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Connecting with Challenging Students


Connect with challenging youth by Dr. Larry Brendtro

I have been very fortunate to have connected with some excellent mentors over the years and Dr. Brendtro is one of my all time favorites. If you work with kids that are challenging you need to know the work of Dr. Brendtro!! 

Although he is no longer affiliated with Reclaiming Youth International... do check out the work : by Brendtro, Brokenleg, Van Bockern., Reclaiming Youth At Risk; Our Hope for the future.

Here is a sample of some of Brendtro:

Turning risk into resilience

Blending brain science, resilience research, and best practices with youth at risk suggests practical strategies for turning problems into opportunities in order to develop their strength and resilience. These involve disengaging from destructive conflict and creating positive bonds.


These strategies enable one to build positive connections with youth at risk so they can solve problems and develop strength and resilience.

1. Reach out to guarded youth.

Rather than wait for problems, one practices “preemptive connecting” with wary youth. This should be unobtrusive so as not to create impressions of favoritism. Connecting does not require a major investment of time; bonds can be built in natural moment-by-moment interactions. Small doses of connecting behavior are most effective. Forcing intimacy only frightens away youth who already are in an approach-avoidance conflict with adults. Those with histories of negative encounters with adults are strongly influenced by small cues of respect, humor, and good-will. The emotional brain signals, “This person is safe.”

2. Avoid a judgmental tone.

Two centuries ago, pioneering educator Johann Pestalozzi suggested that the crowning achievement of education was being able to correct a student while at the same time communicating positive regard. We don’t ignore problems, but criticism conveying anger or disgust only drives youth away. To be effective, criticism must be delivered in tandem with empathy and positive concern. To avoid adversarial encounters, one responds to needs and searches for strengths.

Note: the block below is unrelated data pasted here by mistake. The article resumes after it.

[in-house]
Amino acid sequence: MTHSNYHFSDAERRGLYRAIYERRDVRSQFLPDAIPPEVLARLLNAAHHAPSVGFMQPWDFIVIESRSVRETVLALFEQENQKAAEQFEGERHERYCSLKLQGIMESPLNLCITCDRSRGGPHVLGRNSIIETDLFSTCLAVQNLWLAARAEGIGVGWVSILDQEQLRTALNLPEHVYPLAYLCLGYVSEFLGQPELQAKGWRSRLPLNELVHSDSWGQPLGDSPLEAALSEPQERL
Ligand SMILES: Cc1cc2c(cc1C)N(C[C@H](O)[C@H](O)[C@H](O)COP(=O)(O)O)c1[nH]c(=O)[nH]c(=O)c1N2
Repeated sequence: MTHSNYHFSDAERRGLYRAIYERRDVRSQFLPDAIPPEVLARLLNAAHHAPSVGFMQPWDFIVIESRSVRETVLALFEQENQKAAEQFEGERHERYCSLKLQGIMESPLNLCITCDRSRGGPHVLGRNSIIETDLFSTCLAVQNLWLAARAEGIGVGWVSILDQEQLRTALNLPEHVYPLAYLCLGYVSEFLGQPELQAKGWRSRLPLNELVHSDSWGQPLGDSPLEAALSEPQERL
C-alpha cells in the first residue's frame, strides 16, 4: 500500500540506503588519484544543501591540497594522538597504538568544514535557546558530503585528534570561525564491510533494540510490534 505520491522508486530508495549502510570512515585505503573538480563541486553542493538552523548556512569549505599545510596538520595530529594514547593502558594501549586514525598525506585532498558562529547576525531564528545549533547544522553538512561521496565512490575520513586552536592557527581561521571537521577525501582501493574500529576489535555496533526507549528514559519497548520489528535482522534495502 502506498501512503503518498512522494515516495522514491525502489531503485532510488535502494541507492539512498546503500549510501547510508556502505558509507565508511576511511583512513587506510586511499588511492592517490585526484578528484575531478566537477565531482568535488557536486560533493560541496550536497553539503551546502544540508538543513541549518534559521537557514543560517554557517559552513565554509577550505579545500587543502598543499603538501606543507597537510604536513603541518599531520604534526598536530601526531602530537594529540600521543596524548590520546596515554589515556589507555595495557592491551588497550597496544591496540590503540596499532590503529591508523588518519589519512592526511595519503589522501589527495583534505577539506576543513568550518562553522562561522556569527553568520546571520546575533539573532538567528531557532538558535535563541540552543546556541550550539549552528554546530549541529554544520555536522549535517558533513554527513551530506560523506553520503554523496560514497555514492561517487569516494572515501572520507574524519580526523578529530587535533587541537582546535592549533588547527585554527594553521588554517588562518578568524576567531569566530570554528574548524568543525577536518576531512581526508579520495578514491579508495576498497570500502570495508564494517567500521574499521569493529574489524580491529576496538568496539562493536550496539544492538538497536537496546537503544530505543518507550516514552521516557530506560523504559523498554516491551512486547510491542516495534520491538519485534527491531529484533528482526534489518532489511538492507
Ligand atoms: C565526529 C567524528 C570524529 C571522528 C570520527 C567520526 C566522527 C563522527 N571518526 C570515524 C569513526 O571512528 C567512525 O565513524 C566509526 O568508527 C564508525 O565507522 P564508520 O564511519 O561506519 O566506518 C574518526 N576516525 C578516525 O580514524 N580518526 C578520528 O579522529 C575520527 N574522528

3. Connect in times of conflict.

All children have natural brain programs motivating them to attach to trusted persons when they are upset or in trouble. In crisis, the child’s brain is signaling “find somebody who is safe,” but traditional discipline by punishment or exclusion only creates further threat. Conflict and crisis present unparalleled opportunities to build trust, respect, and understanding. There are now specific training programs which provide mentors the ability to connect with youth in conflict and develop their strength and resilience.


For example, Life Space Crisis Intervention (LSCI), Response Ability Pathways (RAP), Positive Peer Culture (PPC), and the EQUIP program all use problems as teaching opportunities.6


4. Understand behavior.

This is not as simple as it might seem. Many behaviors of youth confuse and disturb us, and it is easy to make incorrect assumptions as to “what motivated you to do that?” Intense emotions overwhelm children’s ability to think and act rationally. They need someone who can help them identify, understand, and sort out their feelings and thinking. Trying to reason about consequences of their behavior while their “emotional brain” is still in charge may frustrate them further.


This is especially true in instances where the current experience triggers past pain or trauma. As we understand the behavior from their perspective, we become sources of safety and encourage the “thinking brain” to assume control.

5. Clarify challenging problems.

The human brain is designed to make meaning out of chaos and confusion. This usually does not require formal counseling but an understanding mentor who can help a youth sort out “what happened.” By using the brain’s natural inclination to try to find meaning in events, we help a youth learn from problems. By exploring what happened in some conflict, such as getting kicked out of class, we help a youth develop more effective coping strategies. These conversations give us a window on the youth’s private logic and goals. The youth examines how this behavior serves to meet personal goals and how others are affected. Resolving problems is the foundation for building resilience.

6. Restore harmony and respect.

Inner conflict and interpersonal discord trigger painful emotions in the brain. We help youth resolve problems and restore harmony. This entails building internal strengths and providing external supports. Examples of internal strengths are self-control and empathy for others. Examples of external supports are an engaging curriculum, respectful relationships, and positive expectations. Traditional discipline uses pain-based methods to motivate change.


Restorative methods seek to restore broken bonds and build a climate of mutual respect.




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